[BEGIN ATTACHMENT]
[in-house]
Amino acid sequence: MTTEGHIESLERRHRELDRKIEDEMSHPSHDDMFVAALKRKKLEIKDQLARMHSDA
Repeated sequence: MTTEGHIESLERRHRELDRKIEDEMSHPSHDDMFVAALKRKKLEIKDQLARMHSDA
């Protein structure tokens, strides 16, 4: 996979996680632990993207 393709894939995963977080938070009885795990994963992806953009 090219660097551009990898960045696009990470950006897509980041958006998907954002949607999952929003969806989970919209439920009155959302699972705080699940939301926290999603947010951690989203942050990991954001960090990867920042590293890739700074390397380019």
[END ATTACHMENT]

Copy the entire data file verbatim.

[in-house]
Amino acid sequence: MTTEGHIESLERRHRELDRKIEDEMSHPSHDDMFVAALKRKKLEIKDQLARMHSDA
Repeated sequence: MTTEGHIESLERRHRELDRKIEDEMSHPSHDDMFVAALKRKKLEIKDQLARMHSDA
């Protein structure tokens, strides 16, 4: 996979996680632990993207 393709894939995963977080938070009885795990994963992806953009 090219660097551009990898960045696009990470950006897509980041958006998907954002949607999952929003969806989970919209439920009155959302699972705080699940939301926290999603947010951690989203942050990991954001960090990867920042590293890739700074390397380019």